Racism and racial discrimination in the criminal justice system: Exploring the experiences and views of men serving sentences of imprisonment

Irwin-Rogers, Keir (2018). Racism and racial discrimination in the criminal justice system: Exploring the experiences and views of men serving sentences of imprisonment. Justice, Power and Resistance, 2(2) pp. 243–266.

Abstract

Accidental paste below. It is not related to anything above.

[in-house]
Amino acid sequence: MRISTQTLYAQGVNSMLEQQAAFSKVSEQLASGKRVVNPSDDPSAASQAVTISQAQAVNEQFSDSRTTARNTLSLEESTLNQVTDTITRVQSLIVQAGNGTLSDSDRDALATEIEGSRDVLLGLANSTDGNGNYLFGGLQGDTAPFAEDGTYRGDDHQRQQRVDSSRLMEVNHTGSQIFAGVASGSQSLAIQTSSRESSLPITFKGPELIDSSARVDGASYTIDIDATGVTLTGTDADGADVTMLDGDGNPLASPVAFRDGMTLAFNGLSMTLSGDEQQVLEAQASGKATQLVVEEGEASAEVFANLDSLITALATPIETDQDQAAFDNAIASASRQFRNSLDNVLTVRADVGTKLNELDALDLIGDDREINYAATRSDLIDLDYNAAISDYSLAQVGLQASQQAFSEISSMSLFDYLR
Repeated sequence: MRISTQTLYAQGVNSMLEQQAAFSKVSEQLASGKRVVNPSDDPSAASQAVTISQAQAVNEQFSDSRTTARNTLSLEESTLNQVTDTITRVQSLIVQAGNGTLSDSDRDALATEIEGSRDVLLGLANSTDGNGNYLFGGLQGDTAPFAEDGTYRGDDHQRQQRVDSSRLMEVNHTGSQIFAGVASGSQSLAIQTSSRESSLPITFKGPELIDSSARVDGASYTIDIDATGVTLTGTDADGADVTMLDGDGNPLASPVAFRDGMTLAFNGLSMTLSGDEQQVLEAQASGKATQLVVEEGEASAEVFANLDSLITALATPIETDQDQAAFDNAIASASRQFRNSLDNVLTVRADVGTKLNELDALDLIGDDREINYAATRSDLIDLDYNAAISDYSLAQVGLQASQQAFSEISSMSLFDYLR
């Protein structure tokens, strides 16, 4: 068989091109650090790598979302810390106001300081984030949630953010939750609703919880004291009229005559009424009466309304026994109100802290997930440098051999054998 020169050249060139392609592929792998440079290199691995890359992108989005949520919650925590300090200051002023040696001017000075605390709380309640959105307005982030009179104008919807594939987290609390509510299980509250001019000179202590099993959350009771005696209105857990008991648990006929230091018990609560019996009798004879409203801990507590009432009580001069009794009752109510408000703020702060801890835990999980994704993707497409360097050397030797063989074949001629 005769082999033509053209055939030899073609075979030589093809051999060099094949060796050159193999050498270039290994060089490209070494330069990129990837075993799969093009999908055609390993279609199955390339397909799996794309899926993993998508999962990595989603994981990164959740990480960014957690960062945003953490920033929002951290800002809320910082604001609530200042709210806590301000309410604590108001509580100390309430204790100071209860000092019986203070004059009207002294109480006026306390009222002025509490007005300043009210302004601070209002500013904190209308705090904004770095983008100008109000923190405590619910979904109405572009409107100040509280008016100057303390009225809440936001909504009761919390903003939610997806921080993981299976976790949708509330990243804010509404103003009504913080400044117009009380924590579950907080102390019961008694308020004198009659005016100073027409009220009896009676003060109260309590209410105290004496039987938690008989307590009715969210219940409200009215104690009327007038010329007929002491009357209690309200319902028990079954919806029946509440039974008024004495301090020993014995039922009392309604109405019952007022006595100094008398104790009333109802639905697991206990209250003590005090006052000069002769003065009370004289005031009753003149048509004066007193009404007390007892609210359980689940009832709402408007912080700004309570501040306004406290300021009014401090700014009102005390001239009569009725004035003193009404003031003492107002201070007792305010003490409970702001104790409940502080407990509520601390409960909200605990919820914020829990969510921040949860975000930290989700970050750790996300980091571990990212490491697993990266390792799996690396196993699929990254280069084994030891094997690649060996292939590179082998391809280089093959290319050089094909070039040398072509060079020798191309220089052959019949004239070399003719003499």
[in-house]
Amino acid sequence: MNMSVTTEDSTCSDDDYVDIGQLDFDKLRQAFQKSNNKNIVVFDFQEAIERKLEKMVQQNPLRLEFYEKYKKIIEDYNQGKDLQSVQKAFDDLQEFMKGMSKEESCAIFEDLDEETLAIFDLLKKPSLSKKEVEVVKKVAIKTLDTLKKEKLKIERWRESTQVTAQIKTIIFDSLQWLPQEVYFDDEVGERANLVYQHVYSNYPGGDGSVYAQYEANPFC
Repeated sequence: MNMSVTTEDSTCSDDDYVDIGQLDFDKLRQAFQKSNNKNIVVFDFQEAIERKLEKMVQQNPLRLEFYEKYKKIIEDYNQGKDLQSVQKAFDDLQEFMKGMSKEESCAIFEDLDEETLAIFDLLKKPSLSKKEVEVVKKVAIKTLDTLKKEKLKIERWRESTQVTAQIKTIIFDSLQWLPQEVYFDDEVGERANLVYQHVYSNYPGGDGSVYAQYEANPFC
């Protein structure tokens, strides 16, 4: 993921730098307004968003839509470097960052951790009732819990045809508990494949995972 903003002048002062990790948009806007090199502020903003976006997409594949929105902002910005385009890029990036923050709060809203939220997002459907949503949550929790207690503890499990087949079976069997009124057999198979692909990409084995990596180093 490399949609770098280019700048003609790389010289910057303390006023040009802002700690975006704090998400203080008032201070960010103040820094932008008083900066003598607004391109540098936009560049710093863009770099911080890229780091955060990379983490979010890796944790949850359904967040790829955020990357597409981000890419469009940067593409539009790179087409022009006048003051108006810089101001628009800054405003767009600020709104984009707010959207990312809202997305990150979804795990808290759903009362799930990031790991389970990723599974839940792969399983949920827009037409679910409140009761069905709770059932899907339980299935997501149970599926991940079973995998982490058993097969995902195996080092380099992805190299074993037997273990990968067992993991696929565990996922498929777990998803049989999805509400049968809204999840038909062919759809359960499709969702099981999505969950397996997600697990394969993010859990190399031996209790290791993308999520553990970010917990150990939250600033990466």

An array of macro level statistics reveals a damning portrait of racial disproportionality across various components of England and Wales’ criminal justice system. This paper outlines some of the most striking areas of disproportionality, before providing an insight into the lived experiences that lie behind these statistics. Based on four focus groups with a total of 26 participants serving sentences of imprisonment in a London prison, the paper explores men’s experiences and views of racism across several components of the criminal justice system including policing, the courts and imprisonment. The data were collected as part of a project led by the charity, Catch22, and was conducted to inform an independent Parliamentary Review into the treatment of, and outcomes for, Black and Minority Ethnic individuals in the criminal justice system of England and Wales. Participants’ primary concerns centred on institutionalised forms of racism such as the police’s use of stop and search and the targeting of alleged gang nominals, as well as racism operating at the micro-level of decision-making, including decisions around so-called privilege levels in prison.

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